In what culminated into a historic rally in India, over two hundred thousand workers, farmers and agricultural labourers from different states in India marched together from multiple locations in the capital city to the parliament.
The neoliberal policies rigorously pursued by the current government led by the far-right BJP, have adversely affected the livelihoods of people in all these occupations, which led people from all three sectors to come together in a show of united force, and with a common agenda.
Also joining them, in solidarity and with a set of demands of their own, were unionized workers from various public sector industries, which have been under constant assault by a government that seems determined to all but eliminate the sector to make way for private profiteering.
Tens of thousands of farmers from across the country, mobilized by All India Kisan Sabha (AIKS), agricultural labourers organized under the leadership of All India Agricultural Workers Union (AIAWU) and industrial workers unionized by Centre of Indian Trade Unions (CITU), began arriving from different states via trains to the capital city from September 3.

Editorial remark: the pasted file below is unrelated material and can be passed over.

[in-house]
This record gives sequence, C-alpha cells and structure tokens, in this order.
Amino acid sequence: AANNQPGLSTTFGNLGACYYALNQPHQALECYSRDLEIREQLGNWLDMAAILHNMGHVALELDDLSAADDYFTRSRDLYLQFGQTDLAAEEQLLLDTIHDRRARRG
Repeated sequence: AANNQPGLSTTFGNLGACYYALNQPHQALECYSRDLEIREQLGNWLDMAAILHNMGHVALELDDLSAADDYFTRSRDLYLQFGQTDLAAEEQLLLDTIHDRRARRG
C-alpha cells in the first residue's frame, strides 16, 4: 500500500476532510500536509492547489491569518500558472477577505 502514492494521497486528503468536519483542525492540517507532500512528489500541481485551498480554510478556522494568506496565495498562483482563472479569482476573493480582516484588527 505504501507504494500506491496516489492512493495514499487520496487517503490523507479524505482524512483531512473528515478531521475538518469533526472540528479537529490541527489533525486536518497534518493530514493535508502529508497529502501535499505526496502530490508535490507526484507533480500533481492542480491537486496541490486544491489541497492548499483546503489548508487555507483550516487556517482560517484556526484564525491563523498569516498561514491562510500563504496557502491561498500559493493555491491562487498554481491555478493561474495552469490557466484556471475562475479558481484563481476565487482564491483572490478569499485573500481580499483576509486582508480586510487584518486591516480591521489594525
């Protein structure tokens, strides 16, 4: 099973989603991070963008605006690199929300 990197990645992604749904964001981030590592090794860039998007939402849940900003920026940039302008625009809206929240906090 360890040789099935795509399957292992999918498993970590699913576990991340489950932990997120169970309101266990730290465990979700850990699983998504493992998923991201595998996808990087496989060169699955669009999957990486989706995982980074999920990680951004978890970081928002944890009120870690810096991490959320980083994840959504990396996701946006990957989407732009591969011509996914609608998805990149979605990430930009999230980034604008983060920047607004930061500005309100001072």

The organizers originally planned to accommodate protesters at Ramlila Maidan – a large public ground 5 kilometres from parliament but the heavy rainfall left most of the ground unusable. With slush covering every inch of the ground, platforms were constructed over which tents were set up, in which thousands rested at night.
The rest of the protesters from different states, were accommodated in different locations including Gurudwaras (place where the Sikhs offer prayers) and a large mosque in the city called Nizamuddin Darga.
In the rally from Ramlila Maidan to the Parliament, over 50,000 people marched together, waving thousands of red flags, shouting slogans exhorting peasants-workers unity and demanding remunerative prices for crops, loan waivers, land for landless, reining in of price-rise, more jobs, better job-security and an end to privatization of public sector. Smaller groups of five thousand people began rallies from different locations to parliament, making the discontent heard from across the capital city.
Discontent was the mood of masses in the country in 2014, when the then incumbent government led by the Indian National Congress was dealt a humiliating defeat in general elections. The country was reeling under the stress of a severe agrarian crisis which pushed hundreds of thousands of farmers to committing suicide and a massive unemployment problem whose effect was further intensified by unchecked price rise. In his campaign, now Prime Minister Narendra Modi, promised 20 million jobs each year, a Minimum Support Price (MSP) of 50% over the real cost of production for crops, and the moon.